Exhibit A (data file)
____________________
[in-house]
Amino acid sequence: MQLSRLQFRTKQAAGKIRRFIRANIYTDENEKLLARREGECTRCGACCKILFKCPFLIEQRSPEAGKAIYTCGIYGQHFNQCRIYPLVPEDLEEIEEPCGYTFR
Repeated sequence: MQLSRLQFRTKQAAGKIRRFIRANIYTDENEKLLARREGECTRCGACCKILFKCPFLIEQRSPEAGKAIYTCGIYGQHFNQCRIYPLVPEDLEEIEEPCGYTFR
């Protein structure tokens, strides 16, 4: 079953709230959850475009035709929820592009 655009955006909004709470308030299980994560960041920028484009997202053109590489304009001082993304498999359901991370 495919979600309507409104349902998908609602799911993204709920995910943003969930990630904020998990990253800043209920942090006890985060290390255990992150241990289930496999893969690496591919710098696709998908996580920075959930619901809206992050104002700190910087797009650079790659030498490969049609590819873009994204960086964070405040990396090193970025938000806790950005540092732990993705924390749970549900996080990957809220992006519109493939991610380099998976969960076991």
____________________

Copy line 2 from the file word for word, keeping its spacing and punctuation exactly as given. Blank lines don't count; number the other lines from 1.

Amino acid sequence: MQLSRLQFRTKQAAGKIRRFIRANIYTDENEKLLARREGECTRCGACCKILFKCPFLIEQRSPEAGKAIYTCGIYGQHFNQCRIYPLVPEDLEEIEEPCGYTFR